Decades after Canada's tainted blood inquiry, the U.K. grapples with its own

Decades after Canada's tainted blood inquiry, the U.K. grapples with its own
As It Happens7:14Decades after Canada's tainted blood inquiry, the U.K. grapples with its own

For years, Jason Evans says people treated him like he was "crazy and a conspiracy theorist" when he talked about the contaminated blood scandal that killed his father.

But this week, a U.K. public inquiry confirmed what he and his fellow advocates have been saying for decades — that negligent doctors and civil servants exposed tens of thousands of people to HIV- and hepatitis-infected blood for decades, and that successive governments covered it up. 

"It's so difficult for members of the public who haven't been touched by this scandal to truly appreciate what it's like … to have AIDS associated with your family, but also for that to be denied at a government level for decades," the Coventry, England man told As It Happens host Nil Köksal.

"This week, we were finally told, 'Oh, actually, you were right all along.'"

But the fight isn't over, says Evans, who founded Factor 8, an advocacy group for victims and families affected by the scandal. 

He says he and his fellow campaigners are still sorting out the details of a new government compensation program for victims, and how a newly announced federal election could affect its implementation. 

Thousands died from infected blood 

On Monday, U.K. inquiry chair Brian Langstaff issued his report. It found that 30,000 people received infected blood and blood products in the 1970s and 1980s from Britain's state-funded National Health Service, and 3,000 of them died.

Among them was Evans' father, Jonathan, who died in 1993 from AIDS after contracting both HIV and hepatitis C from a blood product used to treat his haemophilia. Evans was just four years old at the time.

Evans' father was adopted. After his death, he says he tracked down his father's biological family, only to learn his dad's brother also had haemophilia and died after contracting HIV and hepititis C from a blood product.

"As a child, as a teenager, I felt a lot more sadness and a lot more depression because of what has happened," Evans said.

"But I think, particularly into my mid-20s, that really did transform into a kind of calm anger and determination to want to get to the truth and to expose the scandal for what it was."

Two women stand outside in a crowd, crying and holding their hands over their faces.
Infected blood campaigners gather in London's Parliament Square, ahead of the publication the U.K. blood scandal inquiry. (Aaron Chown/PA/The Associated Press)

Langstaff found the U.K. lagged behind many developed countries in introducing rigorous screening of blood products and blood donor selection.

What's more, he said the government hid the truth to "save face and to save expense."

"This disaster was not an accident," Langstaff said Monday, garnering a standing ovation from campaigners.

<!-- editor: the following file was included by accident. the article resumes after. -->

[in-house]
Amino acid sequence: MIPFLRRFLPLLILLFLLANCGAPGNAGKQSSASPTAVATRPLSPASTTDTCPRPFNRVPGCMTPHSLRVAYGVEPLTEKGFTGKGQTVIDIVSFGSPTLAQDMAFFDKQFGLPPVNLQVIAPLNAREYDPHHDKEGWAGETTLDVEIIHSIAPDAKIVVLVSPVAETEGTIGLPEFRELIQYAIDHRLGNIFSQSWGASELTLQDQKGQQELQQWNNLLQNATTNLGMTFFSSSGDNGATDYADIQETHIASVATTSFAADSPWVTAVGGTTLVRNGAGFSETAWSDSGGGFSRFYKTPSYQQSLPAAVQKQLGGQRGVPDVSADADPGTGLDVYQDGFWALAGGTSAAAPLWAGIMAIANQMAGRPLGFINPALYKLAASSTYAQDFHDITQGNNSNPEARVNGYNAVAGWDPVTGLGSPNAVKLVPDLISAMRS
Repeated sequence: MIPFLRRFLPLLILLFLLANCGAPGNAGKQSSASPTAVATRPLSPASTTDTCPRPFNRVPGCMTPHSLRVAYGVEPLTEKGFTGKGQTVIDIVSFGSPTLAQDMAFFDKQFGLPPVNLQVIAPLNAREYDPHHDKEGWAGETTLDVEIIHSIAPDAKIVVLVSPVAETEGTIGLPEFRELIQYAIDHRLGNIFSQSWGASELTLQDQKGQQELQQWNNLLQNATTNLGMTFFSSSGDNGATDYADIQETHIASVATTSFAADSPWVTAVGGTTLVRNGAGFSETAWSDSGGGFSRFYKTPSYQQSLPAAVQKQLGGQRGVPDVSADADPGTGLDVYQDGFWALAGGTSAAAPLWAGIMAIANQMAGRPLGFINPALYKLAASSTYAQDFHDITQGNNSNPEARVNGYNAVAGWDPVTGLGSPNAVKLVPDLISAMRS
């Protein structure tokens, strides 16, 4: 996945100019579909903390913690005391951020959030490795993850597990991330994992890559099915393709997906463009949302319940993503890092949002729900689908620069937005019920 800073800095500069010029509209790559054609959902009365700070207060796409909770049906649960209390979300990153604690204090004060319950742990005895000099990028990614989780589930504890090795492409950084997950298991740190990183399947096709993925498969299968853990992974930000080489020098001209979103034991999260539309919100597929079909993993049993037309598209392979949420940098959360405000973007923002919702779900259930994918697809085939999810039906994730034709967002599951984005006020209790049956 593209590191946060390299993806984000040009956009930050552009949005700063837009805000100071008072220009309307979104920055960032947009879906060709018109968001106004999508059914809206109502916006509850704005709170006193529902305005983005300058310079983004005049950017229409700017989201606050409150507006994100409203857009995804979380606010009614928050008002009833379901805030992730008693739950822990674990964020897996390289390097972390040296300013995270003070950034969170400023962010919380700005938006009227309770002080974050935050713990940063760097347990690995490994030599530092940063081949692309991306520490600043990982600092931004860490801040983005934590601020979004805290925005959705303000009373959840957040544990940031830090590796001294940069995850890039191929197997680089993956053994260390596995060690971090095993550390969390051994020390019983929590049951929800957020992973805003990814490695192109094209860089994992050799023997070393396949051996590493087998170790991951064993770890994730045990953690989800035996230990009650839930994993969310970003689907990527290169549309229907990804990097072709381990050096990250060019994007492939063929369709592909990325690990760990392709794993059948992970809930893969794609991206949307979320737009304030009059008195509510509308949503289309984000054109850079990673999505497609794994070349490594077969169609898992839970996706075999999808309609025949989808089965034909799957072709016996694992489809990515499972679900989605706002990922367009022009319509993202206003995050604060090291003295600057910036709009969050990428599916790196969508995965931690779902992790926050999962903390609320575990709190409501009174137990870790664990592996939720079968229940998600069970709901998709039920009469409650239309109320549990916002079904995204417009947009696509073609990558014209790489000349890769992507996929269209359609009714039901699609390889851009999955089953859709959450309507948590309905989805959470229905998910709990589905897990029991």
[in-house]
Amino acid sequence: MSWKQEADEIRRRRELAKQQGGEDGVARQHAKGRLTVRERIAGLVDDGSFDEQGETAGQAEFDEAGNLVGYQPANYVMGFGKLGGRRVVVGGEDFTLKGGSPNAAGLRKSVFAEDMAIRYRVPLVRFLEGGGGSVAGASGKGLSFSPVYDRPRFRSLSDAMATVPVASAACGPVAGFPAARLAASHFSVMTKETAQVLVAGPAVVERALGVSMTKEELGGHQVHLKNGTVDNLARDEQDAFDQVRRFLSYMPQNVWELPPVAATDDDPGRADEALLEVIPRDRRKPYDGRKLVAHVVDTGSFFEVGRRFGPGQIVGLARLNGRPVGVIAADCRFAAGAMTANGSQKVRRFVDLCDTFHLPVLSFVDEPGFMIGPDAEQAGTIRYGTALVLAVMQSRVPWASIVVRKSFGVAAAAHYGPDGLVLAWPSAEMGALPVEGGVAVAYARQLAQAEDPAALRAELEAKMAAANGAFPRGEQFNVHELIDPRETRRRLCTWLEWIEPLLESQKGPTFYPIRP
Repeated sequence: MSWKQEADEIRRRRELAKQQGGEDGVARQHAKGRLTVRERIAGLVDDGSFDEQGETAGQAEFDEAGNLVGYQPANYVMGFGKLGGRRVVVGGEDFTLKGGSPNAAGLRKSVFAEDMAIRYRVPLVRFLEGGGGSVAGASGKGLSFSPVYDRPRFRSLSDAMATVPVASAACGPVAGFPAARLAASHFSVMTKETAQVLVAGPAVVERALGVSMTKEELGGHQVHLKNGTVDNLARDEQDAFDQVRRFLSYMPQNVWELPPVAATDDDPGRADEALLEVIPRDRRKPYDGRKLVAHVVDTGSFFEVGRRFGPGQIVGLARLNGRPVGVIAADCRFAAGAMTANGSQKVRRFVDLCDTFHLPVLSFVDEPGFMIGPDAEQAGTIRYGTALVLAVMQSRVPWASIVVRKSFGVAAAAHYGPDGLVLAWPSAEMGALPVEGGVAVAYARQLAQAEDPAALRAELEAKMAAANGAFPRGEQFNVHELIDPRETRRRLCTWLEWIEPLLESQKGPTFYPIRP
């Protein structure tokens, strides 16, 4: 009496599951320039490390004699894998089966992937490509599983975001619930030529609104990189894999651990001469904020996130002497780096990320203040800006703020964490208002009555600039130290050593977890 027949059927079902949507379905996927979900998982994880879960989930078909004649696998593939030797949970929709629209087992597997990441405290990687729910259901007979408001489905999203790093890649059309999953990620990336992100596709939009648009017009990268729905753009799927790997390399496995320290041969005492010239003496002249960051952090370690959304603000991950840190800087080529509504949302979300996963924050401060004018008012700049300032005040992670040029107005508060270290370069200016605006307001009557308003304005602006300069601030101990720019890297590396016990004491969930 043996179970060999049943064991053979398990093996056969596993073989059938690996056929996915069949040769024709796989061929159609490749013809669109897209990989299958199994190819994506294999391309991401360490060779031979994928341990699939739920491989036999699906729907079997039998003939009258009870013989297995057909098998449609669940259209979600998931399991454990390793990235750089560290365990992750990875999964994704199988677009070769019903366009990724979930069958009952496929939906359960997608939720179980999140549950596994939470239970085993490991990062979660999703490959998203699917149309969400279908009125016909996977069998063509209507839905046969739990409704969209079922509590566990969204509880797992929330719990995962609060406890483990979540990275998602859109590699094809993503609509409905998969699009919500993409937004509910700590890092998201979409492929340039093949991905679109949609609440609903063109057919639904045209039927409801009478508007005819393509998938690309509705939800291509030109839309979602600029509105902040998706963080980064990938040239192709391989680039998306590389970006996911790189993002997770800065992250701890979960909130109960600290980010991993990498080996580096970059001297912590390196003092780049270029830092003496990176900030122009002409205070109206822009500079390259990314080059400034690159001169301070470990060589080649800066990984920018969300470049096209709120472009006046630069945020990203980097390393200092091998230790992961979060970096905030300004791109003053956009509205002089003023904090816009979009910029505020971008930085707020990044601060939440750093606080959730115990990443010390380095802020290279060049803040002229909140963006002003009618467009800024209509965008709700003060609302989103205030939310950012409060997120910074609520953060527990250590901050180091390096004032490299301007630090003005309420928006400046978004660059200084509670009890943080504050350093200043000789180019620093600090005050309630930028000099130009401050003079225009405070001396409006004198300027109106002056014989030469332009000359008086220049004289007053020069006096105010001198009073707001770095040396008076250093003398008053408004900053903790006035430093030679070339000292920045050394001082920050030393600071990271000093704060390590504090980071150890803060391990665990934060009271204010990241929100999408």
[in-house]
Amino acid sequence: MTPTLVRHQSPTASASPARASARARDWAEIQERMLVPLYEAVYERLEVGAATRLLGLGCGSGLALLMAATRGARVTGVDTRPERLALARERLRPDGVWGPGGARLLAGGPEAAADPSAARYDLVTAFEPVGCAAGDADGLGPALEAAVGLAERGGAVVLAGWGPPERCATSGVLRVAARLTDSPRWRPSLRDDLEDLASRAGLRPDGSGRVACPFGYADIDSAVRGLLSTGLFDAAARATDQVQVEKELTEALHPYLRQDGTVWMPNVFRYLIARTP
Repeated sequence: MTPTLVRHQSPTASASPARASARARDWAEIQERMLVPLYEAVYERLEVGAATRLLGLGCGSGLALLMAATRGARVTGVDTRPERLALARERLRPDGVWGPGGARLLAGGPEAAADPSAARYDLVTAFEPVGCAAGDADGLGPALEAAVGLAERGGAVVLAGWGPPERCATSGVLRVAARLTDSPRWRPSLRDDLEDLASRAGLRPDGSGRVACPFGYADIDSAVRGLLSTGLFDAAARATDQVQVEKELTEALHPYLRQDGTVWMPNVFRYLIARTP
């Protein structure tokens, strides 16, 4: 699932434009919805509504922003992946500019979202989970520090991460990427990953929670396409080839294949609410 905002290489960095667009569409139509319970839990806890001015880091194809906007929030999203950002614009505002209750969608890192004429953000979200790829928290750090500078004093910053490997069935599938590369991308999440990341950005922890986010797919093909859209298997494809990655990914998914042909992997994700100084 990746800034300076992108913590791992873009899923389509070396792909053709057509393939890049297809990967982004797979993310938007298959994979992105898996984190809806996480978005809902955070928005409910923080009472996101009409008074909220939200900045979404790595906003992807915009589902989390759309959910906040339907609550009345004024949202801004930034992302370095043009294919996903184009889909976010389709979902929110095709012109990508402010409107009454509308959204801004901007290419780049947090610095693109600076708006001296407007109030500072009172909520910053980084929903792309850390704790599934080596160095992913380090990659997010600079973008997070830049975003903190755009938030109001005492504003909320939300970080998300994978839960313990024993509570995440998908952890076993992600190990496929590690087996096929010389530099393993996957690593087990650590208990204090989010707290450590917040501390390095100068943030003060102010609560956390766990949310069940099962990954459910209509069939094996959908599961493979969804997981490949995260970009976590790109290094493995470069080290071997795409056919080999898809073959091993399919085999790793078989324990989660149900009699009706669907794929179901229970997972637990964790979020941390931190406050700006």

"The infections happened because those in authority — doctors, the blood services and successive governments — did not put patient safety first."

The inquiry began in 2017, decades after many other countries impacted by contaminated blood had launched their investigations, issued apologies, and paid out compensation. 

A 1993 Canadian inquiry, led by Justice Horace Krever, blamed the lack of a national blood plan for the infection of some 30,000 people in Canada with hepatitis C, and more than 2,000 with HIV. 

Canada initially offered financial compensation for those who had contracted HIV through contaminated blood, while those who contracted hepatitis C had to fight for compensation in court.

That inquiry was followed by criminal charges against officials at the Canadian Red Cross, Health Canada and the pharmaceutical industry. The Red Cross pleaded guilty in 2005 to distributing a contaminated product.

"The Krever Inquiry … was a huge inspiration to show what could be achieved when you do go after and pursue the truth," Evans said. 

Report 'should shake our nation to its core': Sunak

U.K. Prime Minister Rishi Sunak reacted to the Langstaff report by calling Monday "a day of shame for the British state."

"I want to make a wholehearted unequivocal apology for this terrible injustice," he told parliament. "The result of this inquiry should shake our nation to its core."

On Tuesday, Cabinet Office Minister John Glen promised a "comprehensive compensation" plan for victims and their families would be up and running, ideally by the end of the year. 

He said the 4,000 blood scandal victims who received payments of £100,000 ($172,350 Cdn) from the government in 2022 will receive second interim payments of up to £210,000 ($361,935 Cdn) within the next 90 days.

Compensation will also be made available to victims' families under the new plan, Glen said, but did not say how much or when.

A man in a suit gestures at a microphone
British Prime Minister Rishi Sunak apologized for his country's role in the blood scandal and promised financial compensation for victims. (Jordan Pettitt/Reuters)

Evans, meanwhile, says he worries that a newly announced federal election this summer could jeopardize the plan's implementation.

"This is an absolute roller-coaster of a week for all of us," he said. "Just as we thought the fight might be coming to an end, it may well just be beginning the next phase."

But at the very least, he says he takes comfort in knowing that the truth is out there, and politicians and journalists no longer regard him with skepticism when he tells his story.

"Regardless of the work to be done now, a massive weight has been lifted off my shoulders because now we're always going to be believed," he said.